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The Detail About Bryan Cranston's Pants On Breaking Bad That We Could Have Gone Without Knowing

The pilot episode of "Breaking Bad" opens on shots of stark, New Mexico desertscapes. We see cacti and red rocks that evoke a sense of what geologists call "deep time." This land feels untouched, unspoiled by human hands. And then we see a sign of intelligent life. The camera turns its attention to the sky and there, as if cast from the heavens above, a pair of khakis flutter to earth from the cloudless blue expanse. These pants belong to Walter White (Bryan Cranston), who proceeds to drive over them in an RV, wearing nothing but a gas mask and a white pair of boxer briefs.

Walter White's signature tighty-whitey underpants, first shown in all their glory during those initial few seconds of "Breaking Bad," represent his pathetic desperation at that point in his life. Showbiz Cheat Sheet quoted the actor from his book, "A Life in Parts," where he wrote of Walt's underwear, "Every aspect of Walt was an expression of the fact that he'd given up." Additionally, Cranston's character on "Malcolm in the Middle" often wore similar underwear, meaning White's whites are an homage to the role that was his big break — before he broke bad.

The briefs do seem comfortable, if a bit prone to staining. But surely a man of Bryan Cranston's means has some dependable corduroys to slip into when the cameras aren't rolling — right? Well, let's defer to his co-star Aaron Paul who, unfortunately, has already answered that question.

Bryan Cranston doesn't like to wear pants according to Aaron Paul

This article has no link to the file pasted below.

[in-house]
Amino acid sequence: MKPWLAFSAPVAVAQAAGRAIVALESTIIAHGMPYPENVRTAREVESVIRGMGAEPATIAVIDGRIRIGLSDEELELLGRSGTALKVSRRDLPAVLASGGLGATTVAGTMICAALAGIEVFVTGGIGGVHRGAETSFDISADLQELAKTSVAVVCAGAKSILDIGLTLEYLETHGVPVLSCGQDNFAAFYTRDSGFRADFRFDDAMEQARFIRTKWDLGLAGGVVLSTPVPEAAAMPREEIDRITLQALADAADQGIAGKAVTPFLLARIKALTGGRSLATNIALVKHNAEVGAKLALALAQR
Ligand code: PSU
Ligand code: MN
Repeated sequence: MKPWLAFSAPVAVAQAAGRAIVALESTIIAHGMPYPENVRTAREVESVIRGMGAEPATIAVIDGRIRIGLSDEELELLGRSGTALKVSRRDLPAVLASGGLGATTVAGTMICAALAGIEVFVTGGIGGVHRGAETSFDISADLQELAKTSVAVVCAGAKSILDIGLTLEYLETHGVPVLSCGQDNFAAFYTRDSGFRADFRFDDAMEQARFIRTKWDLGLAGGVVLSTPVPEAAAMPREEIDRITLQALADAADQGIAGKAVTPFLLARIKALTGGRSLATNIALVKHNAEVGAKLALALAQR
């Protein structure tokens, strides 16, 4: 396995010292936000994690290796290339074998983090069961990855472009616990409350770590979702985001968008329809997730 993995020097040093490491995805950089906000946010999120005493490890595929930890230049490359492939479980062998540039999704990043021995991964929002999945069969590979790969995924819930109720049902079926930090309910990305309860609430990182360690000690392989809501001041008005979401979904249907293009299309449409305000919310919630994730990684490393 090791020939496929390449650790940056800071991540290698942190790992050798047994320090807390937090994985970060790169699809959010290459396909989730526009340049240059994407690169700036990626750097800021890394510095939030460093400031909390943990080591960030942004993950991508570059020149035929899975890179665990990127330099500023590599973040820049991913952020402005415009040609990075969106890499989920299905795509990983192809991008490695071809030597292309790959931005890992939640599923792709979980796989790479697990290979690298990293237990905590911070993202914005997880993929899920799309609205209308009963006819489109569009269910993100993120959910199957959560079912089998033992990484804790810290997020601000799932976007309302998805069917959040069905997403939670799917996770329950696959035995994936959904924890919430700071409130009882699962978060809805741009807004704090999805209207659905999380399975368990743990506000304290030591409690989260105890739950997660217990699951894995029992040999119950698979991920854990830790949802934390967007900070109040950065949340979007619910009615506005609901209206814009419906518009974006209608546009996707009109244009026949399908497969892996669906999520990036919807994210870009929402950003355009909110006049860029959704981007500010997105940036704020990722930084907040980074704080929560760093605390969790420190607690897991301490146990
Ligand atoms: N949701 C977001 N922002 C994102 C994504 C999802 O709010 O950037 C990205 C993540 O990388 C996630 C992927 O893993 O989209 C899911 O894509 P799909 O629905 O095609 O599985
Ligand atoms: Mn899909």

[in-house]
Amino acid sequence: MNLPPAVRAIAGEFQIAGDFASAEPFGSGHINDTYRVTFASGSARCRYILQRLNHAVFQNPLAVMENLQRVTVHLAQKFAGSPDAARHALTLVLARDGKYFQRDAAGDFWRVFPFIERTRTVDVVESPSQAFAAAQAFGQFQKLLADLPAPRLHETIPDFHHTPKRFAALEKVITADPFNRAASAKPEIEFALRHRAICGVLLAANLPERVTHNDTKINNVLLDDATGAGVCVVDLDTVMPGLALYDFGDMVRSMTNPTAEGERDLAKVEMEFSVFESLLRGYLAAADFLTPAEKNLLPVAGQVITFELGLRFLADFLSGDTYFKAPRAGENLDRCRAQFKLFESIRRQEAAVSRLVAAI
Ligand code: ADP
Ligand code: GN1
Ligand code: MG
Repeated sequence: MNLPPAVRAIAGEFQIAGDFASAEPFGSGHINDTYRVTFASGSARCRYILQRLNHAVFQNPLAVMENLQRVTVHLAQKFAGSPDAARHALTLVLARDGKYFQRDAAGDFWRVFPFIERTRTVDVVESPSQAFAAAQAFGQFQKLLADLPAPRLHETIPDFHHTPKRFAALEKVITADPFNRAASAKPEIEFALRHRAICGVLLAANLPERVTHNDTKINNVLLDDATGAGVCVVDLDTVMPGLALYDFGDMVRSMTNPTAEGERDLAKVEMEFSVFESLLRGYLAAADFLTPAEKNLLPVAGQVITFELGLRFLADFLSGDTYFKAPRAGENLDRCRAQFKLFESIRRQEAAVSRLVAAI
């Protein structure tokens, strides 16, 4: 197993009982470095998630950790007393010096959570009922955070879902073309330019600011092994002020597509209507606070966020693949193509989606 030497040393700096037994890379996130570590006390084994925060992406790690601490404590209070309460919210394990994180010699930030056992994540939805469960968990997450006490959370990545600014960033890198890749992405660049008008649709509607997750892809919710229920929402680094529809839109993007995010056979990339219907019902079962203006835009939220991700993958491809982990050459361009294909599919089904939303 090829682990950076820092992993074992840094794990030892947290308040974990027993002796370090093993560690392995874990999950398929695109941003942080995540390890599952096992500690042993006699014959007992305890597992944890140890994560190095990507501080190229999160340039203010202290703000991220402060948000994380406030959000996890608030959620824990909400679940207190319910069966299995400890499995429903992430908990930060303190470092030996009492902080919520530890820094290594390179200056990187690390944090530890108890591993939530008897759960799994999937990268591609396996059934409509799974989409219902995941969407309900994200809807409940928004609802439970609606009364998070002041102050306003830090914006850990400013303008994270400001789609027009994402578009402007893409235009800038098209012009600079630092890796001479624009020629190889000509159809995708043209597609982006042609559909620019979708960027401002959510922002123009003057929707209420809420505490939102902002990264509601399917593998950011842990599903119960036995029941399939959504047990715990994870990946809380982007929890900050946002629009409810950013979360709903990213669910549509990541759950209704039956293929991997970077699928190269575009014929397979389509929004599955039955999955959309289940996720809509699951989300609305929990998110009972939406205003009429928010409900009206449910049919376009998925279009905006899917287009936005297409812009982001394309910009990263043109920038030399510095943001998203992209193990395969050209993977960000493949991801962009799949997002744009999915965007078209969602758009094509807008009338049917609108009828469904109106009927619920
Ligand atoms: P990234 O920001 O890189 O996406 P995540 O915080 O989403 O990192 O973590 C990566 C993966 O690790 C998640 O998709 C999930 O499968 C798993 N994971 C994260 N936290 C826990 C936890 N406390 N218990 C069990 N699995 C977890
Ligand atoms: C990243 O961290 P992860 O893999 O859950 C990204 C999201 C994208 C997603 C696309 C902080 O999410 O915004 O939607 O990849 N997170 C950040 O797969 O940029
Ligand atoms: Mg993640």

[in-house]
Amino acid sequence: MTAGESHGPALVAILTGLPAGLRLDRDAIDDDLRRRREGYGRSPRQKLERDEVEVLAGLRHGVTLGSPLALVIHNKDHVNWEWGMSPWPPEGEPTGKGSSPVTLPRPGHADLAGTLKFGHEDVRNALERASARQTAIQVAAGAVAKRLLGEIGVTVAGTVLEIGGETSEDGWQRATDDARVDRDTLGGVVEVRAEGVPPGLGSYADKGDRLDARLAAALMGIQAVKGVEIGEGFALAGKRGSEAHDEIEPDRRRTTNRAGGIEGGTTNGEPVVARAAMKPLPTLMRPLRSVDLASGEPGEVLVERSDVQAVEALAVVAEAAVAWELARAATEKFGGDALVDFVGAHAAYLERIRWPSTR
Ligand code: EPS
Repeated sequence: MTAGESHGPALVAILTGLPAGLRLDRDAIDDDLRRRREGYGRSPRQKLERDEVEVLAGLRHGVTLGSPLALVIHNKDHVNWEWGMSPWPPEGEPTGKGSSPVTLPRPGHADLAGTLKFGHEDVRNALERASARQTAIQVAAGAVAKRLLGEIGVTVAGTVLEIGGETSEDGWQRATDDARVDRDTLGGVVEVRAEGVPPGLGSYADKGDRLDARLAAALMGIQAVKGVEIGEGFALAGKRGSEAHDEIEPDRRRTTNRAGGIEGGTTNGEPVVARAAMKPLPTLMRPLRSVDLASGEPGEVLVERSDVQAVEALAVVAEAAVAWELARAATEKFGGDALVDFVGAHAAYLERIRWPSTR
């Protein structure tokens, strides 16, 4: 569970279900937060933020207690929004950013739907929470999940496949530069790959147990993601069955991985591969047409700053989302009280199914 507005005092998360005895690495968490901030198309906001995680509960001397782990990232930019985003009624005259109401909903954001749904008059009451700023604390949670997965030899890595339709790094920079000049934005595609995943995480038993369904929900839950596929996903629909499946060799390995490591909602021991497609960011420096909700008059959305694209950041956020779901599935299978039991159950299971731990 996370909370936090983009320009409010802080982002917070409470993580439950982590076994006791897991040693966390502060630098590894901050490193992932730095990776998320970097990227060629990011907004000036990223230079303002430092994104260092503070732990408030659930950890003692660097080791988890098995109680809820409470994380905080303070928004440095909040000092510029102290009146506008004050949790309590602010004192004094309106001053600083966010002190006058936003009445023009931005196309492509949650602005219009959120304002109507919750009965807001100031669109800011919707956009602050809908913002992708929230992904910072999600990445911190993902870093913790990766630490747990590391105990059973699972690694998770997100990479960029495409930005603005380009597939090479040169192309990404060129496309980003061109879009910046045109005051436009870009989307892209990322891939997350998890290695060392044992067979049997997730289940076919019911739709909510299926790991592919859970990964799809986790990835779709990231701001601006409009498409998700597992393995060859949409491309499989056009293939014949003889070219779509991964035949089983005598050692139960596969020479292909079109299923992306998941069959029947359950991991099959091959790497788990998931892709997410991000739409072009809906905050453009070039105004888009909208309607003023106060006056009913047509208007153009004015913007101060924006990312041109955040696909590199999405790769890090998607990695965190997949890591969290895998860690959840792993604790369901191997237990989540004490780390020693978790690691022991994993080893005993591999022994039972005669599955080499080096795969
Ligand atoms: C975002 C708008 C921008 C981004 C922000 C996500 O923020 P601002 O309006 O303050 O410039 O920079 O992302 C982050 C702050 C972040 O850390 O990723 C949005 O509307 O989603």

In an "Ask Me Anything" session on Reddit from 2013, Aaron Paul answered a fan question asking whether there were any good stories about Bryan Cranston from on-set. One might be forgiven for dreading anything that follows the sentence, "Well we already talked about the dildo," but that's how Paul began his answer. What comes next is a tale of someone a bit too comfortable in their own skin.

According to Paul, Cranston isn't wearing pants, even in the scenes where his character supposedly is. In any shot framed from the waist up, Cranston is sans pants. As the "Westworld" star related, "What you don't know is that any close-up shot of Bryan on Breaking Bad where you didn't see the lower half of his body, his pants were always off." We dare you not to think about that the next time you binge the series. Try not to picture Cranston's legs, unshackled from their khaki cages, with the cool desert breeze blowing across them just below the frame.

Paul provided no explanation for Cranston's trousers-free sartorial sensibilities. Was it part of his acting method? Does he have sensitive legs unable to endure the friction of fabric against them? Does he simply find it funny? All Paul gives us is his word that the story isn't fabricated (pun very much intended). "True story," the former "BoJack Horseman" star wrote, "I'm not even joking. His pants are always off."